What Are The Most Widely Utilized Banking Services In Bolivia – that will be the topic of today’s article.
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Table of Contents
The only bank of issue is the Central Bank of Bolivia, which was founded in 1928 and restructured in 1945. The Central Bank Law of 1995 improved the CBB’s banking sector oversight. Bank operations are regulated by the Superintendent of Banks, whereas finance businesses are regulated by the Prudential Norms Financial Committee (CONFIP). Bolivia’s Development Corporation invests Inter-American Development Bank credits in industrial expansion projects.
There are 13 private banks that account for over 85% of the financial system’s deposits and lending. In mid-1985, private banks were significantly deregulated after being under stringent regulation since 1953. Banco Boliviano Americano (BBA), Banco de Credito de Bolivia, Banco de la Nacion Argentina, Banco de La Paz, Banco de la Union, Banco Economico, Banco Industrial SA (BISA), Banco Mercantil, Banco Nacional de Bolivia, Banco Real, Banco Santa Cruz, and Citibank are some of the commercial banks in Bolivia. According to the International Monetary Fund, currency and demand deposits (usually known as M1) totaled $717.9 million in 2001. M2, which includes M1 plus savings deposits, modest time deposits, and money market mutual funds, was $3.7 billion in the same year. The money market rate was 6.99 percent, which is the rate at which financial institutions lend to one another in the near term. The discount rate was 8.5 percent, which is the interest rate at which the central bank lends to financial institutions in the short term.
The main stock exchange in Bolivia is the Bolivian Stock Exchange, which has seven listed businesses in 1995. The Santa Cruz Stock Exchange is another option.
Bolivian Banking Overview
Banco Central de Bolivia regulates Bolivian banks, which include a state bank, commercial banks, credit unions, and savings and loan organizations. The Banco Central is the country’s central bank, which is in charge of monetary policy and banknote issuance.
Moody’s Investors Service changed its outlook on Bolivian banks from negative to stable in late 2020. The rating agency anticipates the country’s GDP growth to stabilize at a relatively high level, and the operational climate in the country to normalize, despite the fact that the banking system’s fundamentals continue to deteriorate for the time being.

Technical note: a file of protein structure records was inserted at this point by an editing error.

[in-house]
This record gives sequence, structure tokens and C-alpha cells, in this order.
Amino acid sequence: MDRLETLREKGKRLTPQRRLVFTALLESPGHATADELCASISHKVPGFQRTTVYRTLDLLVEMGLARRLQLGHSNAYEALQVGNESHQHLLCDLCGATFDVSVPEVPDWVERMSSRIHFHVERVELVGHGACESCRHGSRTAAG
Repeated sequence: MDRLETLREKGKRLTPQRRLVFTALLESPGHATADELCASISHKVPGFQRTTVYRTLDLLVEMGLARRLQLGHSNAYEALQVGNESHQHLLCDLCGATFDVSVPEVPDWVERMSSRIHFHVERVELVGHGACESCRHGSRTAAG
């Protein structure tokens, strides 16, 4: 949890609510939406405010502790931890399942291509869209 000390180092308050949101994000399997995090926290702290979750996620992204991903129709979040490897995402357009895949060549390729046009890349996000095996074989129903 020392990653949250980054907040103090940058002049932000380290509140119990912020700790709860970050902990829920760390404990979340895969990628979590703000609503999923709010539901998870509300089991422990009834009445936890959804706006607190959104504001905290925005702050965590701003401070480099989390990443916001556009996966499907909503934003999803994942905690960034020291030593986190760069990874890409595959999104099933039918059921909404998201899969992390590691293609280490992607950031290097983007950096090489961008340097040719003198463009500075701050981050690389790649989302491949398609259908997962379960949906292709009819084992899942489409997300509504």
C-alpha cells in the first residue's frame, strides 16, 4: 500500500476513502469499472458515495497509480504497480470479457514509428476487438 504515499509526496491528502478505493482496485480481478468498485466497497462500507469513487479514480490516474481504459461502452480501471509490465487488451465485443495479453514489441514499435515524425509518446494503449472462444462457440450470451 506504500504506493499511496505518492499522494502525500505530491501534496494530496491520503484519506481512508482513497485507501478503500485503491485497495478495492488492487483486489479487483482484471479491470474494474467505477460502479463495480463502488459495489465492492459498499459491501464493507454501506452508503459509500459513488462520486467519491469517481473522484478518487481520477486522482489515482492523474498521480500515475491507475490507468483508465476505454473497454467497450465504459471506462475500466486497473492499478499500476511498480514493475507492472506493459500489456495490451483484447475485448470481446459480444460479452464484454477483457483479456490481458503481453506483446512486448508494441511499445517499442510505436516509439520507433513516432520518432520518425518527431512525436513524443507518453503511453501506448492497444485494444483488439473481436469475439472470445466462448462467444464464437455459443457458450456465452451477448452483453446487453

This list of major banks in Bolivia is a useful starting point for anyone interested in a financial profession in Bolivia. See our list of financial institutions for additional information.
Bolivia’s Leading Banks
Santa Cruz Mercantil Banco (BMSC)
As a result of the combination of Banco Mercantil and Banco Santa Cruz, Banco Mercantil Santa Cruz S.A. (BMSC) began operations in Bolivia in 2006. The Bolivian bank offers a wide range of products and services to consumers and businesses through 93 branches, 350 ATMs, online and mobile banking platforms, and call centres. BMSC is headquartered in La Paz.
BOB 1.01 billion in revenue (2020)
Bolivian National Bank (BNB)
The Banco Nacional de Bolivia (BNB) is one of Bolivia’s main banks. It was founded in 1871, making it one of the country’s oldest banks.
BNB is a bank established in Sucre that offers a variety of savings, mortgage, and commercial loans, as well as investment banking and credit cards. By 2020, the company will have over 2,000 employees.
BOB 1.03 billion in revenue (2019)
S.A. Banco Bisa
Banco BISA S.A., a Bolivian banking and financial services firm founded in 1963, offers consumer and corporate banking products and services through a network of 66 banking branches, nearly 300 ATMs, contact centres, and other banking platforms.
Its headquarters are in La Paz, and it provides investment banking, mortgage lending, insurance, and risk management services. The bank, formerly known as Banco Industrial S.A., is currently a subsidiary of Grupo Financiero BISA S.A. The company employs about 1,900 people as of 2020.
BOB 1.10 billion in revenue (2019)
Bolivian Bank Of Credit
Banco de Crédito de Bolivia was founded in 1994 after Banco Popular, a Bolivian bank, was purchased by Banco de Crédito del Peru, Peru’s largest bank. Consumer and corporate banking, mortgage loans, mutual funds, and investment banking are among the products and services it provides.
The bank, which is headquartered in La Paz, has 102 branches, 240 ATMs, contact centres, and other financial services.
BOB 77.8 million in revenue (2020)
As part of the Unión Group, Banco Unión began operations in Bolivia in 1979. It offers financial goods and services, including as savings, checking, investments, microcredit, and loans, from its headquarters in La Paz. Banco Unión aspires to provide financial services across the country while also contributing to the country’s economic and social growth.